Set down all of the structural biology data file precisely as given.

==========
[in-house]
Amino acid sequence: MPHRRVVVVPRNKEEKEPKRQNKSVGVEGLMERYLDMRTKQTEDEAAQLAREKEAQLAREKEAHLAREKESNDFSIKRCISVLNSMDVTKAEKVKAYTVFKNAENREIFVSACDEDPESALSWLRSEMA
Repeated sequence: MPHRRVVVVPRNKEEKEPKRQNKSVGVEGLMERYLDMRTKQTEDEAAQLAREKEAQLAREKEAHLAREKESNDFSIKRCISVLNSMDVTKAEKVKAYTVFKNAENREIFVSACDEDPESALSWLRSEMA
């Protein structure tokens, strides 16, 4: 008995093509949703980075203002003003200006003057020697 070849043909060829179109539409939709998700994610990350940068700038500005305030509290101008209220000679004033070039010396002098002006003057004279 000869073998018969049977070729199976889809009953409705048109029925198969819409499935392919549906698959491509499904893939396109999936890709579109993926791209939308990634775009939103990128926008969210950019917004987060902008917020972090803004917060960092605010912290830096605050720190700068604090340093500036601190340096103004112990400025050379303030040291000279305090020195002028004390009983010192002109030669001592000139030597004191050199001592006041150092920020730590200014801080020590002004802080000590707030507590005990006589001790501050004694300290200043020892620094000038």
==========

[in-house]
Amino acid sequence: MPHRRVVVVPRNKEEKEPKRQNKSVGVEGLMERYLDMRTKQTEDEAAQLAREKEAQLAREKEAHLAREKESNDFSIKRCISVLNSMDVTKAEKVKAYTVFKNAENREIFVSACDEDPESALSWLRSEMA
Repeated sequence: MPHRRVVVVPRNKEEKEPKRQNKSVGVEGLMERYLDMRTKQTEDEAAQLAREKEAQLAREKEAHLAREKESNDFSIKRCISVLNSMDVTKAEKVKAYTVFKNAENREIFVSACDEDPESALSWLRSEMA
């Protein structure tokens, strides 16, 4: 008995093509949703980075203002003003200006003057020697 070849043909060829179109539409939709998700994610990350940068700038500005305030509290101008209220000679004033070039010396002098002006003057004279 000869073998018969049977070729199976889809009953409705048109029925198969819409499935392919549906698959491509499904893939396109999936890709579109993926791209939308990634775009939103990128926008969210950019917004987060902008917020972090803004917060960092605010912290830096605050720190700068604090340093500036601190340096103004112990400025050379303030040291000279305090020195002028004390009983010192002109030669001592000139030597004191050199001592006041150092920020730590200014801080020590002004802080000590707030507590005990006589001790501050004694300290200043020892620094000038």